The site will remain in public ownership after negotiations between the club and the Olympic Park Legacy Company came to an end, allowing others to apply to become tenants after the 2012 Games.
"We would welcome a move by OPLC and government to end that uncertainty and allow a football and athletics stadium to be in place by 2014 under a new process. If the speculation is true, West Ham will look to become a tenant of the stadium while Newham will aim to help deliver the legacy," said West Ham vice-chairman Karren Brady and Kim Bromley-Derry, chief executive of London Borough of Newham in a joint statement.
"Our bid is the only one that will secure the sporting and community legacy promise of the Olympic Stadium - an amazing year-round home for football, athletics and community events of which the nation could be proud.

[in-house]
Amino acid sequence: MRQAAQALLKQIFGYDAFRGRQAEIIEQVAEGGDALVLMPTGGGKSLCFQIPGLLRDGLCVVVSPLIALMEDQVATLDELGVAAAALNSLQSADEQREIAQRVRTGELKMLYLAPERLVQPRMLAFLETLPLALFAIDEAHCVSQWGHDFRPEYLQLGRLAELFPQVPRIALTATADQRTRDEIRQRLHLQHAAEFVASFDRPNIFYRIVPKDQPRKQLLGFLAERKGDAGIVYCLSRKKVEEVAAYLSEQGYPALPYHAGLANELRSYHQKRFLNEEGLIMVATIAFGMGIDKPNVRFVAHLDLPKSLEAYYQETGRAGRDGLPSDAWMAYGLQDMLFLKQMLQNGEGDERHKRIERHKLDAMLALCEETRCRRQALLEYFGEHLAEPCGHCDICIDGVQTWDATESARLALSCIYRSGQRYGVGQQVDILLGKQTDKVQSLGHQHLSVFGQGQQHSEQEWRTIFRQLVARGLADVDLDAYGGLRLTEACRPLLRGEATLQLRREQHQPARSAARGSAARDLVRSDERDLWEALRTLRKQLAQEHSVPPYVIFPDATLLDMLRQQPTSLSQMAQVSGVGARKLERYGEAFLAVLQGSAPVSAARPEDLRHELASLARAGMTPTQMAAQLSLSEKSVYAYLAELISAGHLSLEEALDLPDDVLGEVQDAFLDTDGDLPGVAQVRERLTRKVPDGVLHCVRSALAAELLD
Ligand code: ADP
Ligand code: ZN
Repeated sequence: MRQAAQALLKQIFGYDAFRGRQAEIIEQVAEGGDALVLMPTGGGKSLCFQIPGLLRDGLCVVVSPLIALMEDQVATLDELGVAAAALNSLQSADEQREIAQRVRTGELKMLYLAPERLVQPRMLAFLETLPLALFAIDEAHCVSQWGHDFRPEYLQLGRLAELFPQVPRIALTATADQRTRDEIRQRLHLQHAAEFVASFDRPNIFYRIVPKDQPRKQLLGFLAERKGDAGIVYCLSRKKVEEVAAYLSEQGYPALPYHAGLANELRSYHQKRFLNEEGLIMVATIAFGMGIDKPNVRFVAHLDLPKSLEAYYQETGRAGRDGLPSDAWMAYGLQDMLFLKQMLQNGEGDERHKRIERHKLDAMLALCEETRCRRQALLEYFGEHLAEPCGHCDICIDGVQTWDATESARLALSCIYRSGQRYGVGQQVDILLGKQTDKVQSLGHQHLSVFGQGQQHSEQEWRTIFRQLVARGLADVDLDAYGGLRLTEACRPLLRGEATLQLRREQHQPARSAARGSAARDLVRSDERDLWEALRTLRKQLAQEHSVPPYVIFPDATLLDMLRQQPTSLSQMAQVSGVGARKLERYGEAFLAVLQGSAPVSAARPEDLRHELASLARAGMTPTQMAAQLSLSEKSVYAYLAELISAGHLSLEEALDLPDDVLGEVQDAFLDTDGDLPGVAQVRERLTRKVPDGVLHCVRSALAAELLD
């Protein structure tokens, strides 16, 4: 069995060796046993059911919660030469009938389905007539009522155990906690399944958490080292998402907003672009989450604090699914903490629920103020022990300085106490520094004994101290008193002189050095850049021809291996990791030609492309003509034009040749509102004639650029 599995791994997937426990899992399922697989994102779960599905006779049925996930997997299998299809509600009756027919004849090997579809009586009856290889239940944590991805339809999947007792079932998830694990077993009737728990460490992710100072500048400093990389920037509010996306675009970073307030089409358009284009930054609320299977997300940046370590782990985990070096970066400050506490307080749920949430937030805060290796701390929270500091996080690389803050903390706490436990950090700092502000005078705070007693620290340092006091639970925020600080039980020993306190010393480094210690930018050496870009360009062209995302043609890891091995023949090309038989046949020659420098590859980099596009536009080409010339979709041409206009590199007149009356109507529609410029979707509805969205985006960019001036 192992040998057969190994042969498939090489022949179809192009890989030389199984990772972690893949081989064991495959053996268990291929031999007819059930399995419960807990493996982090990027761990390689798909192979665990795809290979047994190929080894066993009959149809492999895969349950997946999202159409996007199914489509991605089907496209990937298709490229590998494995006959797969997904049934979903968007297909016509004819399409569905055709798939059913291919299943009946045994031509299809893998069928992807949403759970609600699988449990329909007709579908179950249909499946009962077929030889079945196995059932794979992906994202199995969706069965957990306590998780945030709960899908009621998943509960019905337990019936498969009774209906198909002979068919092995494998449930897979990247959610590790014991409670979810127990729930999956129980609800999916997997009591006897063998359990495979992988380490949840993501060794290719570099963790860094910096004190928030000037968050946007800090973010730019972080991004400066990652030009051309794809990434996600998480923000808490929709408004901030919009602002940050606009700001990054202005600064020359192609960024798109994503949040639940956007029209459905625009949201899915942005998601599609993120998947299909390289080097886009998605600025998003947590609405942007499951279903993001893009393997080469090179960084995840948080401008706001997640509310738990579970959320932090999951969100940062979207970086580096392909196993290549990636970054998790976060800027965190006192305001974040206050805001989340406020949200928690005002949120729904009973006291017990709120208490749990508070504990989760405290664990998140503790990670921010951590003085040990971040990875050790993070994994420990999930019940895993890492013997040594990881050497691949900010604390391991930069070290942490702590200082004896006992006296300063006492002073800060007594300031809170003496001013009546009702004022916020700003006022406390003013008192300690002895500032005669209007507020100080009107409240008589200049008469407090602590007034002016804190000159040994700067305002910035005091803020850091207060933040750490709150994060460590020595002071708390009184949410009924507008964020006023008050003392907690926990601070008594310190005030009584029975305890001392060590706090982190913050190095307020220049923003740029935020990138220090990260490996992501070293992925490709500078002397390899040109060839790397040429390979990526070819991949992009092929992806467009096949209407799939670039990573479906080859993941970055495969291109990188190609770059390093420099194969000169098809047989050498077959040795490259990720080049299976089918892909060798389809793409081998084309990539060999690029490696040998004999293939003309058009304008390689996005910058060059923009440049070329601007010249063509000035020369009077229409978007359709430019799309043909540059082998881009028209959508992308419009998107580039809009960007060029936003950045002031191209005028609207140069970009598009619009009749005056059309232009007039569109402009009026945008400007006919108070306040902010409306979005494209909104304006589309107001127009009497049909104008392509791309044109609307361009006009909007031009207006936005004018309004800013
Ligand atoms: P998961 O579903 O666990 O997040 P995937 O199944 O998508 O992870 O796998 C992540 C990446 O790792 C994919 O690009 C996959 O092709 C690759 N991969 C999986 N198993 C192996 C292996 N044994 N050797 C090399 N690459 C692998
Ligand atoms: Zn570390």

"The true legacy of London 2012 will be the creation of jobs and a generation of young people inspired by sport based around a community home for all by 2014. We remain committed to help deliver that legacy promise to the people of London and the nation."
OPLC's talks to sell to West Ham ended amid a legal dispute from Tottenham Hotspur and Leyton Orient over the decision of the Hammers' local authority to provide a £40m loan to fund the move from Upton Park.